The eye is the keyhole to the soul. True? Or just a tired old truism? That turn of phrase is often wheeled out when portraiture is under discussion. We hear, time and again, how the human eye is always inclined to gravitate towards the answering gaze in order to find not only the focal point of any essentially human encounter, but also that sense of balance that eye contact seems almost to guarantee. In this reading, it is almost as if the body pivots about the eye like the pin that holds the Catherine wheel to the garden shed on 5 November.
In fact, it could scarcely be less true of the brilliant portraiture in oils of YZ Kami, the Persian-born painter who is currently enjoying his first large-scale exposure in this country. In Kami's work any notions about the centrality of the eye are quite beside the point.
Kami's works are at their best when they are very big indeed – and there are several canvases in this show, two of the best of them dramatically sited in the first gallery, which are twice the height of a man six feet tall, and as wide as that same man is long. I stood against one of them just to be sure. It is almost as if Kami needs to be nearly overwhelmed by the physical reality of the idea of the human presence in order fully to take its measure psychologically. But, for all their size, Kami's are not paintings that shout at us. If anything, they have a curious reserve and restraint about them. They step back a pace or two when we step towards them. Kami never uses bold colours. He inclines towards muted greens, browns, greys, and slightly muddy beiges. He paints portraits of perfectly ordinary people wearing unremarkable clothes of the kind that anyone would wear anywhere. It is as if he wants us to stop us remarking upon almost all the things that would make the subject seem singular in our eyes. What is more – and here is where this question of gaze comes in – the subjects of his biggest paintings here are not looking back at us at all. They look down. They close their eyes. Or in the case of a wonderful, ecstatic looking gardener ("gardener" is the title of the piece), the subject appears to be rapt, inwardly. Now these paintings – they are all oils – have a feathery lightness of touch about them; or at least that is how it seems. That's not quite true though, you realise, when you stand up close and examine them side on. In fact, they are densely worked, though there is no evidence of texture here. This is something to do with the fact that they have been painted in such a way that they look slightly blurred and out of focus, and slightly disembodied, as if the image has lifted off the canvas and away from itself in order to get a slightly better look.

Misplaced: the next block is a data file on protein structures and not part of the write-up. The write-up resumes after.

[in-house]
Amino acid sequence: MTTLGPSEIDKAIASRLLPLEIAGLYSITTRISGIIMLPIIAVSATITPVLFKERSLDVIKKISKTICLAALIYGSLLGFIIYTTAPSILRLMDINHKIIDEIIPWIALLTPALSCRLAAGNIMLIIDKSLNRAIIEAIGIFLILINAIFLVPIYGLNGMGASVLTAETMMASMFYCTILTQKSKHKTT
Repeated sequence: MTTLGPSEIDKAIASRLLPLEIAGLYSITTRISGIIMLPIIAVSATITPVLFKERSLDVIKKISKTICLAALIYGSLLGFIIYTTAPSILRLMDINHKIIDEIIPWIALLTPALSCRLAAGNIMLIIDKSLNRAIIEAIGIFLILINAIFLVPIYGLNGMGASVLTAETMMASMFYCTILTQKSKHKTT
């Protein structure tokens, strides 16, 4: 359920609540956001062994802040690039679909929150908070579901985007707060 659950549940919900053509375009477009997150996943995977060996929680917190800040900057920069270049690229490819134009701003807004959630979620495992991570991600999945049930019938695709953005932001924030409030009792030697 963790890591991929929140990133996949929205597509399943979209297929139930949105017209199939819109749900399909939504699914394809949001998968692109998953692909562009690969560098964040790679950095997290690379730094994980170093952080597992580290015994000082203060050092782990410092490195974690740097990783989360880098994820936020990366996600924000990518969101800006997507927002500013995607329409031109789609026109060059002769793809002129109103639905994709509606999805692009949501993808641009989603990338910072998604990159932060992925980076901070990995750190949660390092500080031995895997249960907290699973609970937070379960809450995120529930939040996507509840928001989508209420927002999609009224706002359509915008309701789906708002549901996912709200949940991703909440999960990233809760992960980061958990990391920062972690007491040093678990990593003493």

You could say that these representations are painfully realistic – but that would be to diminish their impact. Though seemingly good likenesses, they also seem like ghostly representatives of whatever it is about the nature of being human that they are trying to tell us. There is something diffidently mystical about all this. The images, though fully bodied, also feel slightly bodiless too, as if they are not themselves, but the souls of themselves, looking back wistfully from beyond the grave. The fact is that you can go on looking and looking, with increasing admiration, until the cows come lolloping home to this end of north Islington. And how soon will that happen?
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